By BRIAN McCOY
Reflections From the Son of a Hall of Fame Sportswriter:
I am often times asked what it was like growing up Hal McCoy’s son. I don’t have an elaborate man cave to escape to, but I will attempt to answer this question from my dining room table at the risk of being distracted by my two Doberman Pinschers, Finn and Xena.
The Early Years:
I can remember moving a few times early in my life as Dad searched for his niche in the industry. I recall living in Detroit for a short period of time as Dad worked for the Detroit Free Press. Shortly after that, we moved back to the Dayton (Kettering) area and lived in a small ranch off of David Rd. We lived there a short period of time before moving to West Carrollton.
West Carrollton would end up being where I grew up and eventually graduated high school. The vast majority of my memories are from the time in West Carrollton. I can remember going to auto races and UD basketball games. On many occasions I was able to go onto the UD Arena floor after games and shoot paper wads into the baskets while waiting on Dad to finish his game story.
I believe this is the time that I developed my love for the game and I wanted to be the next Donald Smith or Johnny Davis.
Needless to say, living in the McCoy household meant having a love for sports. I grew to love basketball, football and baseball and played all three early on in my life. I excelled at all three and didn’t really have a favorite. Dad helped me develop my skills in baseball and basketball by often times making time to play catch or shoot some hoops with me on the next door neighbor’s backyard court.
He tried really hard to incorporate the hook shot into my early basketball arsenal. That didn’t work out so well. This time period is also the time I started to develop my love for the Reds, Browns and UD basketball. Go figure.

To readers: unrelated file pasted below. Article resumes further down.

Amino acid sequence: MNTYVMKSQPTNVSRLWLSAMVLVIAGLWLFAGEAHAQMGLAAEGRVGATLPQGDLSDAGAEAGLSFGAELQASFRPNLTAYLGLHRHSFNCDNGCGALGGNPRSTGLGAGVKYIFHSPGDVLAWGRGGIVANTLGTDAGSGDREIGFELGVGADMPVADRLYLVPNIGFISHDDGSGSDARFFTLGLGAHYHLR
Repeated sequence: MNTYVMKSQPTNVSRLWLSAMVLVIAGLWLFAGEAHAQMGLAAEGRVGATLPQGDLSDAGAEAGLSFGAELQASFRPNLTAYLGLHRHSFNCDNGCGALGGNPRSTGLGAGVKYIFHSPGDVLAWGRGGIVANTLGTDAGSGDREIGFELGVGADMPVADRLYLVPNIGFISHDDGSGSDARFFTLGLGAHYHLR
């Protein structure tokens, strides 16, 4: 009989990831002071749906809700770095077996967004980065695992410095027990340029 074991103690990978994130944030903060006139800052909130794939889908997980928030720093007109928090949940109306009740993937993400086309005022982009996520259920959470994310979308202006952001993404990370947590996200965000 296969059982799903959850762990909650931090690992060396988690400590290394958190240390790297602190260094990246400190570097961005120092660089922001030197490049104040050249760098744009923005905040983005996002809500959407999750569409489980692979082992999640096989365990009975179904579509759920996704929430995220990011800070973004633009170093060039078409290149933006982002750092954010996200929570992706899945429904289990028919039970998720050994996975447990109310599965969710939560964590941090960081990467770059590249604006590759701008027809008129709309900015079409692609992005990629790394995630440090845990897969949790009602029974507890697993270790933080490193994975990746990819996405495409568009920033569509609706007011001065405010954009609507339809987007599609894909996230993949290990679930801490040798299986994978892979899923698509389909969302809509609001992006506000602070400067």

Junior High Years:
As is the case with many, these years were rough. Dad was now covering the Reds full-time and I was rebelling a bit. I continued to play all three sports. I was the quarterback on the football team, forward on the basketball team and catcher on the baseball team.
Dad continued to help me as much as possible, but his job made it difficult. He was rarely available to see me play football and baseball. I understood the situation, but I always wanted him there because I was excelling in all three sports and I knew he would be proud watching me play and I wanted nothing more than to make him proud.
As I look back now, I know he wanted to be there as much as I wanted him to be there. He always called from the road to find out how I played.
High School Years:
My sophomore year I made the difficult decision to focus my athletic ability on basketball. The decision was made because of political reasons in regards to the football and baseball coaches. Basketball was also the sport I played best even though my first love was now football.